Tubing

Dan Pupius
Aug 7, 2012 · 6 min read

Summer is not San Francisco’s best time of year.

The heat of the Central Valley sucks in air from the Pacific, cooled by the California Current coming down from the Arctic, and we end off stuck in a bank of fog. So when Tessa read an article in 7x7 Magazine about a place to go tubing on the Sacramento River, we jumped at the chance and rallied a group of twelve for a weekend of fun in the sun.

We drove up to Chico on Friday night after work and met up for drinks at a bar with a terrace. It was such a nice change to be outside at night, wearing only a t-shirt. A nice long evening in a beer garden is one of the things I miss the most from English summers.

The following morning we left our hotel and drove to Scotty’s Landing to rent the tubes. Scotty’s would be our exit point and where we would have lunch. Or so we thought.

We loaded up 4 of the cars with tubes, leaving Glen’s to ferry the drivers back to the start when we were done, and drove North to the launch point at Woodson Bridge.

This is where alarm bells should have been ringing. The drive was 19-miles and about 30-minutes long. Even if the river went 5 miles per hour, that would still be a 4-hour float... 7x7 had said 2-hours. But with the exuberance brought on by being with a group of friends in the summer warmth, we rationalized away any doubts brought on by the drive time. “The route was a dog-leg, right?”

We started floating. Beer and dry bags tied to our tubes with paracord.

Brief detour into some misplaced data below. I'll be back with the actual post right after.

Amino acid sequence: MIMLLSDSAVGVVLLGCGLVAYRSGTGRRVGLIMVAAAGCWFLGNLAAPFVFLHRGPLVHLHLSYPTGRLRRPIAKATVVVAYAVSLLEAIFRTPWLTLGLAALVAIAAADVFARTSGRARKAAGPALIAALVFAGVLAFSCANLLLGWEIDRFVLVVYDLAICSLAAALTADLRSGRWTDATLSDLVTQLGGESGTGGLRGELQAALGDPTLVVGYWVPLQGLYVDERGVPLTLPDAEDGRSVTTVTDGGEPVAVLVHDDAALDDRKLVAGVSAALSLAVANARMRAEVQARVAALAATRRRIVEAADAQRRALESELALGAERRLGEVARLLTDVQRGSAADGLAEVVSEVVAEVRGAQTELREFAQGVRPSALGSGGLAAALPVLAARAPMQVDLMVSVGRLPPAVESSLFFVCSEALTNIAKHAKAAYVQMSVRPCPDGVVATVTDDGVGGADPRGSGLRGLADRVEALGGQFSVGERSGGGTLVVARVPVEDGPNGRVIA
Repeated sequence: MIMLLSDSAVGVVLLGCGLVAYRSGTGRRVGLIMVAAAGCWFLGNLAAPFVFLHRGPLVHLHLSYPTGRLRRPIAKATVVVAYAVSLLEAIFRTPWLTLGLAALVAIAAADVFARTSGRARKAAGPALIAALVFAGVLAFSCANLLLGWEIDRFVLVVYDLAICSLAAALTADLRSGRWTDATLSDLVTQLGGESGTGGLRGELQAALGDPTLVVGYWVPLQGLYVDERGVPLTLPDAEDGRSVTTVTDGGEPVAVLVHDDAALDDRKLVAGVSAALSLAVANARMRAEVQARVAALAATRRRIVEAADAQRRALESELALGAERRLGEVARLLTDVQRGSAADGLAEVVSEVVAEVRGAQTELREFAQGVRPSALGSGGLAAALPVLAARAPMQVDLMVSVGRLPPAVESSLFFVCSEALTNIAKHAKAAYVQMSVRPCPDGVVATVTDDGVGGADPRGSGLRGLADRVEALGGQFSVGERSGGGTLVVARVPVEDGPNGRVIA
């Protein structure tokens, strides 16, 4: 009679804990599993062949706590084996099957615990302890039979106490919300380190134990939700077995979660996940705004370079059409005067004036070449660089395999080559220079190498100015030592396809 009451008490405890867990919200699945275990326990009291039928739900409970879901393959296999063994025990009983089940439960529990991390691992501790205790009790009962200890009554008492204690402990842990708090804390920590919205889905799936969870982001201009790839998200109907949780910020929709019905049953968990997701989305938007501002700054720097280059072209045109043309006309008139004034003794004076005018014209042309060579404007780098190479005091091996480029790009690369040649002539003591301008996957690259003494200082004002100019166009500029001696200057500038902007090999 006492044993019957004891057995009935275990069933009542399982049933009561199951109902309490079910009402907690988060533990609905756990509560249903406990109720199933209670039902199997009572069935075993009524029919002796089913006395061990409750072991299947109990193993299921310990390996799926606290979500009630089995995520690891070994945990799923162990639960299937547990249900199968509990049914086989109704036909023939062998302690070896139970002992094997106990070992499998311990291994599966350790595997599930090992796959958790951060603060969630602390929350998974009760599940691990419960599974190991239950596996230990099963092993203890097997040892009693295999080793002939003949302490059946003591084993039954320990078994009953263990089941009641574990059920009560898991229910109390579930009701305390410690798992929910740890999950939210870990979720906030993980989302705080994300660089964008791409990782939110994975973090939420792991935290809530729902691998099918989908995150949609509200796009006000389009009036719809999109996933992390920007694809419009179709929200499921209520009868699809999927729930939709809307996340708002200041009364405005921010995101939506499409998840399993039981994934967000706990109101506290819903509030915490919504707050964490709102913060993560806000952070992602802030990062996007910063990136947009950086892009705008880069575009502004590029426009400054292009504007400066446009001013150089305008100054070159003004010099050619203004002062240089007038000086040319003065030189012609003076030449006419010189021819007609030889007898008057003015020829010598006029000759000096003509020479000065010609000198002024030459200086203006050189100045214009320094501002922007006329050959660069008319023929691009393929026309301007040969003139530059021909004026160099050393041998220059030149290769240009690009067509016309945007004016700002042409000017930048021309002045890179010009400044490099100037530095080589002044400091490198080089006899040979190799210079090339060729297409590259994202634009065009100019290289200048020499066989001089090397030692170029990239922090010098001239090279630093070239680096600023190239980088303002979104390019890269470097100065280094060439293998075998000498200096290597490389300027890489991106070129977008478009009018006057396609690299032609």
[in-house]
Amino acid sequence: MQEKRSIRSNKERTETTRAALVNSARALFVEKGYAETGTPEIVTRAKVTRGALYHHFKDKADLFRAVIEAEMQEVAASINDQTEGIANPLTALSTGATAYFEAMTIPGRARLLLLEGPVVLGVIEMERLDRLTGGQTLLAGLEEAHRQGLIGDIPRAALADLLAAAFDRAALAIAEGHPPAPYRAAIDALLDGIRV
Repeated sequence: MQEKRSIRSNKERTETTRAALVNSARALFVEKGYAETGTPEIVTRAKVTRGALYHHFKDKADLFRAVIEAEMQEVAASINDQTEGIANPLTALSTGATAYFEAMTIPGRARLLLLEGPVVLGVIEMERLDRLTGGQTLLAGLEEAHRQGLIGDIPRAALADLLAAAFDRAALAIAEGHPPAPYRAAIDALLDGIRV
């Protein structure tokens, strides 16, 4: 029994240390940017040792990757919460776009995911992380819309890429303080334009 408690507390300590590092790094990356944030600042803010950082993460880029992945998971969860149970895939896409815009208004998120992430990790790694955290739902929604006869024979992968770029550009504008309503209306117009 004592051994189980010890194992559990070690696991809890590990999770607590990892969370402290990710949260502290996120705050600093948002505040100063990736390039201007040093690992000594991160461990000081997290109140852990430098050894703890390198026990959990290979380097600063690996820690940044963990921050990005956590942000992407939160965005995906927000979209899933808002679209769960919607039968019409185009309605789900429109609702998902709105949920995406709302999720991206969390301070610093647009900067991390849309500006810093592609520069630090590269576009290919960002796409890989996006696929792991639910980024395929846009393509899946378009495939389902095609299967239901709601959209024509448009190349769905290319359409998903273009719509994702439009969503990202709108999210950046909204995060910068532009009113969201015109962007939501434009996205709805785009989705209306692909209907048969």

The Sacramento River is much wider than other places we’d rafted. On most sections we lazily drifted along at between 1 and 3 mph, according to the GPS. We joined up in big flotillas; sipped on beer; laughed and joked; and took swims in the 55F water—a little cold to spend a long time in, but fine when in the tube with the air temp in the 90s.

Occasionally the river would become shallower and faster. It wouldn’t look like much, but the power was deceiving. The sheer weight of water made it nearly impossible to stand, and certainly impossible to stop once you got moving.

We hit one such section as I was floating backwards near the front of the group. I was greeted with a blow to the kidneys as I hit a submerged log. I yelled at the others to watch out, but it was too late.

Emil had been towing a cooler of beer on a rope. Brilliant idea... up to this point. The rope snagged on a log, Emil tipped out, struggled to hold on for a moment, and then went floating down stream leaving his tube and the cooler stuck in the middle of the rapids.

Brad, Jeff, Tessa and I managed to make it to the right-hand shore, while the others floated out of the rapids and landed down stream. Glen rescued a cold and fatigued Emil and managed to make it to shore 10-minutes further down.

Back by the rapids we were figuring out how to rescue the tube—and the cooler. We didn’t want to abandon the tube; with water in the 50s anyone without some form of raft would risk going into hypothermia within an hour or so. We needed to rescue it.

While Brad waded out, I ran upstream, hoping to get a better angle in the fast moving river. I dropped in and swam hard at a 45-degree angle against the current. It took a couple of minutes, but eventually I was close, but not quite close enough. I managed to grab hold of another semi-submerged tree 10ft down stream from the tube; clambered on top of it; and balancing precariously, caught my breath.

When I was no longer panting, I stood up and dove off in a desperate attempt to beat the current. To no avail. After about 20-seconds of swimming all out, I was washed downstream and swam, dejectedly, back to shore.

Brad and Jeff had walked further upstream and made their attempt. Brad got there first. Then Jeff joined him.